With Christmas in view, we’re taking a break—sort of—from our maneuverable AR/MSR build. The good news is we have at least one item on the following list that will probably find its way onto that rifle anyway, but we also wanted to highlight a couple that are such useful “gift” class articles that we just couldn’t let them linger unremarked.
SureFire Sidekick – SureFire doesn’t need much in the way of introduction to most shooters: They’ve been providing the best in tactical illumination for a looooong time. Rugged almost to the point of literal indestructability (we think the warranty rules out contact nuclear blast, but otherwise …), we can vouch for owning several samples on the high side of 15 years old, maybe 20, and they’re still running strong.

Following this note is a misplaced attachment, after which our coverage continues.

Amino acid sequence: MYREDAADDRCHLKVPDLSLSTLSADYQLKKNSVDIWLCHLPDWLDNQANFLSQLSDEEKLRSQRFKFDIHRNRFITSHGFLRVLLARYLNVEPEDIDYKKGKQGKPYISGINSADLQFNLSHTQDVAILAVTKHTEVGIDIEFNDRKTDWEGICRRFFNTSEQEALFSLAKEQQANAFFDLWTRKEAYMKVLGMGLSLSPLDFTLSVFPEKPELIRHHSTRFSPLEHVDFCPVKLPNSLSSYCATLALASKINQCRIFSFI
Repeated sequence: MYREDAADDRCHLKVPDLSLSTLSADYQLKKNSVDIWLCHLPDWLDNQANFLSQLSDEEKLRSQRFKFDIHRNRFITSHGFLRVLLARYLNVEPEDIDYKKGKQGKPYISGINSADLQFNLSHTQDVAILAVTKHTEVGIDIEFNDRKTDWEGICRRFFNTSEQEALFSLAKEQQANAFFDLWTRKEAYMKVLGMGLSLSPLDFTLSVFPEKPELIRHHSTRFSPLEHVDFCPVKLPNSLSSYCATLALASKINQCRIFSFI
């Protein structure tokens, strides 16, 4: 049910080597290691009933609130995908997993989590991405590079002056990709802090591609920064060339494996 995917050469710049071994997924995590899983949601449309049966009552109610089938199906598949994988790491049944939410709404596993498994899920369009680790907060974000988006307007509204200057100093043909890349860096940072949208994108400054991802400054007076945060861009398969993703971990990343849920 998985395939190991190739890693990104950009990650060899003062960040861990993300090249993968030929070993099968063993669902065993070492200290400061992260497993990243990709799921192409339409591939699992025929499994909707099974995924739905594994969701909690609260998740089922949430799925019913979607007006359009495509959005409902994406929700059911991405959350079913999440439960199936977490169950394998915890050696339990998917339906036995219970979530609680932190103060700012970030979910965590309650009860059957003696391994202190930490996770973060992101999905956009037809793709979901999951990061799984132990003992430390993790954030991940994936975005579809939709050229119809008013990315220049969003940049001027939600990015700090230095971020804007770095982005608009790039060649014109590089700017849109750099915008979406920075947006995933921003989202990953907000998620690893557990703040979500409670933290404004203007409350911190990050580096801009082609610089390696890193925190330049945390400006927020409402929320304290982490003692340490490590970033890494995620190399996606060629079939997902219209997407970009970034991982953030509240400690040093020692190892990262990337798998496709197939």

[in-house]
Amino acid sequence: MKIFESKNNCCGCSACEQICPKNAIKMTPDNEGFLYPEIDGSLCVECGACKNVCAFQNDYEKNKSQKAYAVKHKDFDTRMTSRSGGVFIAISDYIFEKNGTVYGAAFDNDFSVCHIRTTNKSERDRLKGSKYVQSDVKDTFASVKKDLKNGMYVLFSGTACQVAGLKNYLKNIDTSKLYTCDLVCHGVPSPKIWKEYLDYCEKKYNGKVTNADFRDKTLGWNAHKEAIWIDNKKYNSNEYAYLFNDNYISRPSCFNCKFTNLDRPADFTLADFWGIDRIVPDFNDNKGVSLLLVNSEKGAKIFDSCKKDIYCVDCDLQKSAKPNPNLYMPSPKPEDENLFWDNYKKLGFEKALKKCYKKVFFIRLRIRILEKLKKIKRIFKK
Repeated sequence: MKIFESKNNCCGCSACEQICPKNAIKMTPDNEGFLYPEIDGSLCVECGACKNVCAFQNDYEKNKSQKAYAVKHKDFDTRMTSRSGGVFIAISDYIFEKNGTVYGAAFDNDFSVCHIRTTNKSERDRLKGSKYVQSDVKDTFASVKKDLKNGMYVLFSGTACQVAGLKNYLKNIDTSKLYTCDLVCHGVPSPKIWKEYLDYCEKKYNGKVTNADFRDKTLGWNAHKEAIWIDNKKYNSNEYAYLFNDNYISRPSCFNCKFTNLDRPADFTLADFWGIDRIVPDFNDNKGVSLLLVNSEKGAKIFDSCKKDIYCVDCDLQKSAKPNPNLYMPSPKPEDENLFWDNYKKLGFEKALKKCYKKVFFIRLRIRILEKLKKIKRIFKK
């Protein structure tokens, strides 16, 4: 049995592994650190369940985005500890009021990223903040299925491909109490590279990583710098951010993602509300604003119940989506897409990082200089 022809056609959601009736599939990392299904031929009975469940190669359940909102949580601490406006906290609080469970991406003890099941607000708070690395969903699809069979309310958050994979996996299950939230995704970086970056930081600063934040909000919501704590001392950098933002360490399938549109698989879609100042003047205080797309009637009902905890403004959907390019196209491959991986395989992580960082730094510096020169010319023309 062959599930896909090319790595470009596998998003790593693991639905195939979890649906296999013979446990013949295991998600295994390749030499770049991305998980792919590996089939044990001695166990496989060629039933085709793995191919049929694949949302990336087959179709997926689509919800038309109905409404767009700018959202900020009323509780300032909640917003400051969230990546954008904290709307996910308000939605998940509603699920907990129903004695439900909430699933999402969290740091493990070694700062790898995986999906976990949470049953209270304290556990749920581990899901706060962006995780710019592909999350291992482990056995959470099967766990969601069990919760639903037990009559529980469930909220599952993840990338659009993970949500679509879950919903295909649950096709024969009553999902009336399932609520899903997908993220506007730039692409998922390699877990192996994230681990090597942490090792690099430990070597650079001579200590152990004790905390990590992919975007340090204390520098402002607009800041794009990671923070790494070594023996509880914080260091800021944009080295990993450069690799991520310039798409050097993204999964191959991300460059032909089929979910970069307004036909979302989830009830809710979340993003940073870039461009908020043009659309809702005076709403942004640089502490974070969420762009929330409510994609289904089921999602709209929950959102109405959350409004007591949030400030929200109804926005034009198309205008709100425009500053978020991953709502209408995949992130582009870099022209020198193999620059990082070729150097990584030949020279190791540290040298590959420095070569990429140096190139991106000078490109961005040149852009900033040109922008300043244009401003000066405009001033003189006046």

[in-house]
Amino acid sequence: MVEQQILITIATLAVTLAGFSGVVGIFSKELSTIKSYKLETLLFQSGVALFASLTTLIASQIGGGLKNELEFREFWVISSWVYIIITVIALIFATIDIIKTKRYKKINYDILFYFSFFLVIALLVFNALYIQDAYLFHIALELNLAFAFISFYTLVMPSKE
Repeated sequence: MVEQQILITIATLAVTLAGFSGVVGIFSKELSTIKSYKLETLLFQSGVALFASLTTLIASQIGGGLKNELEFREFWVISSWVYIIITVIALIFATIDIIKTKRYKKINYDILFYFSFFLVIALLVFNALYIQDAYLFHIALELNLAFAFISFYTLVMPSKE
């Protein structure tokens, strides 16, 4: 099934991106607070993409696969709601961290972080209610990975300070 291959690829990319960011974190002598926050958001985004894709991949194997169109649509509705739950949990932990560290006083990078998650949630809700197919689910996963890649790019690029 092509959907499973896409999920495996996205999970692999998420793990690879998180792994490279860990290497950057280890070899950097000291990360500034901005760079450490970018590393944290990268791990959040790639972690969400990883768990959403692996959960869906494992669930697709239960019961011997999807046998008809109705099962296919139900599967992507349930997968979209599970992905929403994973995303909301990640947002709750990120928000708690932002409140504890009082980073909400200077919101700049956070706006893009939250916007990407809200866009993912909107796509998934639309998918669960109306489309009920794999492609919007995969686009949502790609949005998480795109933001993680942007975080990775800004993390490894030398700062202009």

A quite natural default is to think of them for either weapon lights or flashlights, and our giftable article falls neatly into the second category. In terms of utility and elbowed-out competitors, however, it’s pure SureFire: in a hard-to-argue class by itself.
The Sidekick is a compact little job. Think about the remote for your car, and you’ll have it right: 2.5 inches long by a little over a half-inch thick, and weighing in at a paltry 2 ounces. Corny as it sounds, that’s the only thing small about it.
Easy on your pockets, hard on the dark. Photo by A1F Staff.